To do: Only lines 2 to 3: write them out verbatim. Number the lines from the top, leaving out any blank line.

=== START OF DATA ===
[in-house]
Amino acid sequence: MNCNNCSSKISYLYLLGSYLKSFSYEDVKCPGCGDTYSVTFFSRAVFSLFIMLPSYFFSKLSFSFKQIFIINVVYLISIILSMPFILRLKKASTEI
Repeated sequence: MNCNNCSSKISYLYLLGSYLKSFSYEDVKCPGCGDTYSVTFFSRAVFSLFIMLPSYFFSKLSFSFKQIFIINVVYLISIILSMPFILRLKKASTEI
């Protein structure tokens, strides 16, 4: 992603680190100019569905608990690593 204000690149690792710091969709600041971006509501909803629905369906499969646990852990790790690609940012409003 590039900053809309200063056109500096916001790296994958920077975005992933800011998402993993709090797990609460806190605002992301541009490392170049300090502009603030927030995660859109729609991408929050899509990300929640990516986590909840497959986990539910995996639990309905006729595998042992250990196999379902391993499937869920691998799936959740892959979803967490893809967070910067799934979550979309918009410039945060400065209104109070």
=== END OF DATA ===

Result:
Amino acid sequence: MNCNNCSSKISYLYLLGSYLKSFSYEDVKCPGCGDTYSVTFFSRAVFSLFIMLPSYFFSKLSFSFKQIFIINVVYLISIILSMPFILRLKKASTEI
Repeated sequence: MNCNNCSSKISYLYLLGSYLKSFSYEDVKCPGCGDTYSVTFFSRAVFSLFIMLPSYFFSKLSFSFKQIFIINVVYLISIILSMPFILRLKKASTEI